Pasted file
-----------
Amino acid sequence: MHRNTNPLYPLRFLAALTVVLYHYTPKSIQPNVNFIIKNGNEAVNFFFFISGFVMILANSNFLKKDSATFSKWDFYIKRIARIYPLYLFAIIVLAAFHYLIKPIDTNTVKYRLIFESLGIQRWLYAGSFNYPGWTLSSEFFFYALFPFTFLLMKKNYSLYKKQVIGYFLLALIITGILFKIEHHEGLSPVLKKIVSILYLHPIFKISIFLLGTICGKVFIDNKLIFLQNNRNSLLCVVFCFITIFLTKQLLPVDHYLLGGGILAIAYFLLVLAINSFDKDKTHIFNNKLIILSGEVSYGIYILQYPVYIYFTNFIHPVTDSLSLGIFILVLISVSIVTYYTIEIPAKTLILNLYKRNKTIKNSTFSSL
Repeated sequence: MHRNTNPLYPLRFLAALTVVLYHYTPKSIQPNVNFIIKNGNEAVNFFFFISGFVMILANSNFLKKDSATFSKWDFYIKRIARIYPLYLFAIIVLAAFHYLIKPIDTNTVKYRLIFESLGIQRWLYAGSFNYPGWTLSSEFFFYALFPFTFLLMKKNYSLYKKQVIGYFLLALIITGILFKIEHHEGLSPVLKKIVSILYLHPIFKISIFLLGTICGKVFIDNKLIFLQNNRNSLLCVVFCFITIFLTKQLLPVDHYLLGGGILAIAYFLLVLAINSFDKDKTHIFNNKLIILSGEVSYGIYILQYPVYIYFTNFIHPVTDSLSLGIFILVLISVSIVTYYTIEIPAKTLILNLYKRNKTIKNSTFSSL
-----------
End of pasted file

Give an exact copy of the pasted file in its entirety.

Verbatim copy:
Amino acid sequence: MHRNTNPLYPLRFLAALTVVLYHYTPKSIQPNVNFIIKNGNEAVNFFFFISGFVMILANSNFLKKDSATFSKWDFYIKRIARIYPLYLFAIIVLAAFHYLIKPIDTNTVKYRLIFESLGIQRWLYAGSFNYPGWTLSSEFFFYALFPFTFLLMKKNYSLYKKQVIGYFLLALIITGILFKIEHHEGLSPVLKKIVSILYLHPIFKISIFLLGTICGKVFIDNKLIFLQNNRNSLLCVVFCFITIFLTKQLLPVDHYLLGGGILAIAYFLLVLAINSFDKDKTHIFNNKLIILSGEVSYGIYILQYPVYIYFTNFIHPVTDSLSLGIFILVLISVSIVTYYTIEIPAKTLILNLYKRNKTIKNSTFSSL
Repeated sequence: MHRNTNPLYPLRFLAALTVVLYHYTPKSIQPNVNFIIKNGNEAVNFFFFISGFVMILANSNFLKKDSATFSKWDFYIKRIARIYPLYLFAIIVLAAFHYLIKPIDTNTVKYRLIFESLGIQRWLYAGSFNYPGWTLSSEFFFYALFPFTFLLMKKNYSLYKKQVIGYFLLALIITGILFKIEHHEGLSPVLKKIVSILYLHPIFKISIFLLGTICGKVFIDNKLIFLQNNRNSLLCVVFCFITIFLTKQLLPVDHYLLGGGILAIAYFLLVLAINSFDKDKTHIFNNKLIILSGEVSYGIYILQYPVYIYFTNFIHPVTDSLSLGIFILVLISVSIVTYYTIEIPAKTLILNLYKRNKTIKNSTFSSL